Traditionally there are two ways to produce a caramel: the wet method which involves mixing sugar with water and then heating, and the dry method where the sugar is heated on its own. There a couple of advantages when using the wet method: firstly, as it takes longer to caramelise there tends to be a greater development of flavour, and secondly the presence of water means that you can cook the caramel on a higher heat (than for dry) from the onset without the risk of burning the sugar. The dry method requires more attention but it is a quicker method to caramelise sugar.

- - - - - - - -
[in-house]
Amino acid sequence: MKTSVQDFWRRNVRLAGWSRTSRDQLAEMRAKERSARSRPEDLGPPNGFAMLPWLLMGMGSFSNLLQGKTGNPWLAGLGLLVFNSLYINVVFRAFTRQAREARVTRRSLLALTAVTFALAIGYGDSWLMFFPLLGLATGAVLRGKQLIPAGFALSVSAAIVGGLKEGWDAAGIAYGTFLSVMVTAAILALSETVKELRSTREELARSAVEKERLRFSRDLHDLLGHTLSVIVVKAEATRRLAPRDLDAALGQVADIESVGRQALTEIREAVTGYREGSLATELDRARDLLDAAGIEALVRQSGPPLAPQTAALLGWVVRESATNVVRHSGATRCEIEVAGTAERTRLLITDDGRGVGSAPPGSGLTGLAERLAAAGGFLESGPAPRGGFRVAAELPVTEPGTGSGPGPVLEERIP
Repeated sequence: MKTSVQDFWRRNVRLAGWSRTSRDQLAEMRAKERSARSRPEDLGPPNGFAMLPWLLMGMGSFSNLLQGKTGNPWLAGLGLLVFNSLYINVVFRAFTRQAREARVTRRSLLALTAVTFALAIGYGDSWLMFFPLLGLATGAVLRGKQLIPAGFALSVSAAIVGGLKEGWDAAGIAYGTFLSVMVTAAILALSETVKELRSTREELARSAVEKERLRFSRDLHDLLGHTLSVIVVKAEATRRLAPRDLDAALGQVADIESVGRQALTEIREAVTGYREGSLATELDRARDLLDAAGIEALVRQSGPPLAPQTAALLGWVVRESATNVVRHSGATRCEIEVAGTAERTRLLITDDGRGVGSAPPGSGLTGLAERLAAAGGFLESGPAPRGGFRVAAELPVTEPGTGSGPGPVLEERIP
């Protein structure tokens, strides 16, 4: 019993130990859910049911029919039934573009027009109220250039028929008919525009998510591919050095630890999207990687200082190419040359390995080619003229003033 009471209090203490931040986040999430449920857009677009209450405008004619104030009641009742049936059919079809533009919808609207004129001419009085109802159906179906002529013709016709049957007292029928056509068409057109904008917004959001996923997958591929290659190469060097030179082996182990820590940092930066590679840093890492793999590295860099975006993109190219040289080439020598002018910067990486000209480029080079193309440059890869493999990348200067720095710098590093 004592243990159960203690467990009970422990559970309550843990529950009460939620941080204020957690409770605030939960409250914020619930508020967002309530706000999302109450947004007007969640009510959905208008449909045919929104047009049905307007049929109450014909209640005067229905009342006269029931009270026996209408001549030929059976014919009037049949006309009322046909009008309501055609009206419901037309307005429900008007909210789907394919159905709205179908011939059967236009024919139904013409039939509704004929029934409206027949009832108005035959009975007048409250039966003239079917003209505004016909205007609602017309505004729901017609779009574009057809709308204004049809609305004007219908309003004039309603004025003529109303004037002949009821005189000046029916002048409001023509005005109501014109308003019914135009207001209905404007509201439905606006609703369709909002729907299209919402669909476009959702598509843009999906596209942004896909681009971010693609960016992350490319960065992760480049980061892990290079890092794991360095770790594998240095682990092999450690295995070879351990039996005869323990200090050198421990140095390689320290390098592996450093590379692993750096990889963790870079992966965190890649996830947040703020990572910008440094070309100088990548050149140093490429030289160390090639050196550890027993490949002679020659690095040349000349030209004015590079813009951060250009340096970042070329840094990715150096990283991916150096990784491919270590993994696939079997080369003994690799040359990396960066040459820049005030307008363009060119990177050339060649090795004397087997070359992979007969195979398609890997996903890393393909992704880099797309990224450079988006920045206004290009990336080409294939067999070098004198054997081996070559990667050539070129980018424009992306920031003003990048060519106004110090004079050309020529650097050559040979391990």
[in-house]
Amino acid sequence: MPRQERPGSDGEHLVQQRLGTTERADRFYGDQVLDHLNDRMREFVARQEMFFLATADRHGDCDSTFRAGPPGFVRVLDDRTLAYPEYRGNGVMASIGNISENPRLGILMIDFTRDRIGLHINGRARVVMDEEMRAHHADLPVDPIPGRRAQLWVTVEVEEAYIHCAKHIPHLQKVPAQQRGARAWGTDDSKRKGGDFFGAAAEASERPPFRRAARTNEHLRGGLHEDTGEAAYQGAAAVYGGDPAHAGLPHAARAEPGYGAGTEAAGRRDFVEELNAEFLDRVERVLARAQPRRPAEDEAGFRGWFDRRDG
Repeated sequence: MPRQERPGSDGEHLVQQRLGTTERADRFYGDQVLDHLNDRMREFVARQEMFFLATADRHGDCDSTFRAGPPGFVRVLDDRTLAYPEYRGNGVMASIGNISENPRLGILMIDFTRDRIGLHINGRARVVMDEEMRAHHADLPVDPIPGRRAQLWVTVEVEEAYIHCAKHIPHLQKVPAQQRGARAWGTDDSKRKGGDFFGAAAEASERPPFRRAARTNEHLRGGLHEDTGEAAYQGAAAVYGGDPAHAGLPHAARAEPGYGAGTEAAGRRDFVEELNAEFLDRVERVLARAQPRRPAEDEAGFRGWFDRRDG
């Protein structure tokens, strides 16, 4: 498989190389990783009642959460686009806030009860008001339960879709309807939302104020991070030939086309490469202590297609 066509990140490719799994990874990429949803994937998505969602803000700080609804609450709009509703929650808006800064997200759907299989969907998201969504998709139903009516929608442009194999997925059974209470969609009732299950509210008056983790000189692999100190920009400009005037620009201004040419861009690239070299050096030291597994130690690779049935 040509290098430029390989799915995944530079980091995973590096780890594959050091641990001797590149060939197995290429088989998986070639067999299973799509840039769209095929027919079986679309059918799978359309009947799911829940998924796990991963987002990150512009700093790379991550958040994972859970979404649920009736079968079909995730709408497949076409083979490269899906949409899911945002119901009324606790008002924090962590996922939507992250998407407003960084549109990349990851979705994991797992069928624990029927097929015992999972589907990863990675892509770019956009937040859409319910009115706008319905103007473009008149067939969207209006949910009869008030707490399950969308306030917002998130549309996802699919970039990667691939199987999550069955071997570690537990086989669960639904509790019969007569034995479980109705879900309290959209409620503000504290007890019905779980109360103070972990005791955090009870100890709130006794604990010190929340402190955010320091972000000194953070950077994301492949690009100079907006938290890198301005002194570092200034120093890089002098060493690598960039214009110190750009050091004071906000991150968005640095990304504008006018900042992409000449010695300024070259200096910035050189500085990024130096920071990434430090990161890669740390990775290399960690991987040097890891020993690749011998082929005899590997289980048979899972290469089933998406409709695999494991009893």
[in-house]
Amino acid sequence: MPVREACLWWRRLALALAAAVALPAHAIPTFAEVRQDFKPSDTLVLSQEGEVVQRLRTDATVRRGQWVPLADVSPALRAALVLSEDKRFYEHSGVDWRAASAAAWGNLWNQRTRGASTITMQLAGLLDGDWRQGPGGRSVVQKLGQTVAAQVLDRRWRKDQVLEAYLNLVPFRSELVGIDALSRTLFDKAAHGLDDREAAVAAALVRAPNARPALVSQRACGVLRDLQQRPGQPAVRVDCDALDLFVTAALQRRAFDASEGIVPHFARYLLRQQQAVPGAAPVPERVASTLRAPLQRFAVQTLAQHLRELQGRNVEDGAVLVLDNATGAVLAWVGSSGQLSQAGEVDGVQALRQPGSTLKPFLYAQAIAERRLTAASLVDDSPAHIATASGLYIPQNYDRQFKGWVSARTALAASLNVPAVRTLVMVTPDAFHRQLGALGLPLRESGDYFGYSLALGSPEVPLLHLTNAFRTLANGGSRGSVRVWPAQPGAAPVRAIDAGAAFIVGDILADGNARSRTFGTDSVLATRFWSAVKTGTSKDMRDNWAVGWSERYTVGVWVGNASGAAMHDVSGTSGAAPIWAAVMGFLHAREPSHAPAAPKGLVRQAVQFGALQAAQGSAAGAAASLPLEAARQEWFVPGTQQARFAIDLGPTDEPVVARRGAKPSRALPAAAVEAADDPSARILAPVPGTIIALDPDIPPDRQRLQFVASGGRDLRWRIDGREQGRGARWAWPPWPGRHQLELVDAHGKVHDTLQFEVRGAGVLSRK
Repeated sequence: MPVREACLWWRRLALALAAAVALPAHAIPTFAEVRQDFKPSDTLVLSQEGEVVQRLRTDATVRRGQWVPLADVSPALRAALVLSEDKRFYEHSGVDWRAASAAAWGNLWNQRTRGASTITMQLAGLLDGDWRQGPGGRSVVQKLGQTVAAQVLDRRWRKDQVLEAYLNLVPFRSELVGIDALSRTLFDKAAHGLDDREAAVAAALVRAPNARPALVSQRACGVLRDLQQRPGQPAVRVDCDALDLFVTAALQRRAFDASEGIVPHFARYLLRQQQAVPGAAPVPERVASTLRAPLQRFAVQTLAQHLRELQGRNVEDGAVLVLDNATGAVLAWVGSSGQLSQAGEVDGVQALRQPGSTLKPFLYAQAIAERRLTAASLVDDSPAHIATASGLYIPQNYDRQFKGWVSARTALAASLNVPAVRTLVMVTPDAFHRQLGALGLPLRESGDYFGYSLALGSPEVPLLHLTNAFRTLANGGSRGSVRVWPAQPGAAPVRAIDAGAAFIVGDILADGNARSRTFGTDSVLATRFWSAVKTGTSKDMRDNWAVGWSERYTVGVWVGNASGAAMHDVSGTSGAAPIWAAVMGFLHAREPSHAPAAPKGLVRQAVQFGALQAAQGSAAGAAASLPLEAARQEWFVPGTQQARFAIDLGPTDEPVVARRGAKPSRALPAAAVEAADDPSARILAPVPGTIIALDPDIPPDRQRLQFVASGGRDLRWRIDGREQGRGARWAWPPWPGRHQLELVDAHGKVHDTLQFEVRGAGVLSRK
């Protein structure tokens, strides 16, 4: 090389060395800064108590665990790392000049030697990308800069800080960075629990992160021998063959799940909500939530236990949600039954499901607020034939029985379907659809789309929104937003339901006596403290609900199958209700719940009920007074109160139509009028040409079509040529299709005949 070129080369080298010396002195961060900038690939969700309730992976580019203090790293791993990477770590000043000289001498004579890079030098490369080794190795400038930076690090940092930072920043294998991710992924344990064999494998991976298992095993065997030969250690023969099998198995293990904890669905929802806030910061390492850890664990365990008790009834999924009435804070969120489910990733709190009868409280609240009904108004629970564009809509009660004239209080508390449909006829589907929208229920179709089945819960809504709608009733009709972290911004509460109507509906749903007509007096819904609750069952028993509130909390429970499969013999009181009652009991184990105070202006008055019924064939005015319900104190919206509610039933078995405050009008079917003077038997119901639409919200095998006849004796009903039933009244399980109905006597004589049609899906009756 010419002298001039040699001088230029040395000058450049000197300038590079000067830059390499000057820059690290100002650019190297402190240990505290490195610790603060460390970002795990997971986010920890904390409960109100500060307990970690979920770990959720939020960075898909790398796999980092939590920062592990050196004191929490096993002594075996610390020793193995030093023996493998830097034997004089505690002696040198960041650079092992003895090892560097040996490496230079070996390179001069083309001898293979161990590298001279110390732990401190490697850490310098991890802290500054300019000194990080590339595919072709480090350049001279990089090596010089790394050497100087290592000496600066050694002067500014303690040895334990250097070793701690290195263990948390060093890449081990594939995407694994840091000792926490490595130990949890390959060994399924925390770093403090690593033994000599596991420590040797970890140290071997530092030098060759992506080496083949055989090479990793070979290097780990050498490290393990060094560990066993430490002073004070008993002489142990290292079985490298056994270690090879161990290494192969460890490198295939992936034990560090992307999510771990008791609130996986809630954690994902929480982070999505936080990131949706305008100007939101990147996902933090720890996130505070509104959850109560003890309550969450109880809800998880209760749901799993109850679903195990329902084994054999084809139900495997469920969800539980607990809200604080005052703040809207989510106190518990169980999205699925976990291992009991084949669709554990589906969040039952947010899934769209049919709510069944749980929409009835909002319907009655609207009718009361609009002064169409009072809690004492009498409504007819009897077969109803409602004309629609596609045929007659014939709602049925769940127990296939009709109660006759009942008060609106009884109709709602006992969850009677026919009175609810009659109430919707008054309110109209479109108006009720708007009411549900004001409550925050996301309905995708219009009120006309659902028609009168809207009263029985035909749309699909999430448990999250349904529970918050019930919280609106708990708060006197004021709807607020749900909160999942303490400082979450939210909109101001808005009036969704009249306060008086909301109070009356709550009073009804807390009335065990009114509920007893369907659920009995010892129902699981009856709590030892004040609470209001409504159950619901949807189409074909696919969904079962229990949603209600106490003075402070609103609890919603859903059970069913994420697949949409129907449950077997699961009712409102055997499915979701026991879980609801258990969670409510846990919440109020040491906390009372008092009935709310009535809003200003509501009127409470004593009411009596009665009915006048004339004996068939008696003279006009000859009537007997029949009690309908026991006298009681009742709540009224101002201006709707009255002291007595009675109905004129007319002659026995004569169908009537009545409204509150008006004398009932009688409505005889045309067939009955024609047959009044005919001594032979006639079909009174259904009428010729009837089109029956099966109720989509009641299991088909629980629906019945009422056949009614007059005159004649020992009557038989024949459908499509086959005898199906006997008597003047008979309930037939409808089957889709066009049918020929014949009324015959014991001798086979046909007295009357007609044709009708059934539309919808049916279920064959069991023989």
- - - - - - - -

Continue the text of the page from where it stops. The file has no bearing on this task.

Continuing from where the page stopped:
This recipe uses the wet method. For it we require a straw coloured caramel, the colour of which will start to appear at about 165 deg C (330 deg F). The precision of temperature is not vital here, unlike when doing sugar-work at lower temperatures. I therefore just use my old mince pies (eyes) to tell when it is done.

A word of note to folks that are inexperienced using heated sugar –  just go careful as the temperatures are far hotter than boiled water, and caramelised sugar will create a nasty burn or two if it comes in contact with your skin (I still have the scars). I read recently that Heston Blumenthal suggests that you visualise your cooking and techniques before performing them. In this way you can have everything ready in preparation. For example when the caramel hits the straw colour ensure that you have your other ingredients at hand, as it is amazing how quickly caramel can burn if you turn your back.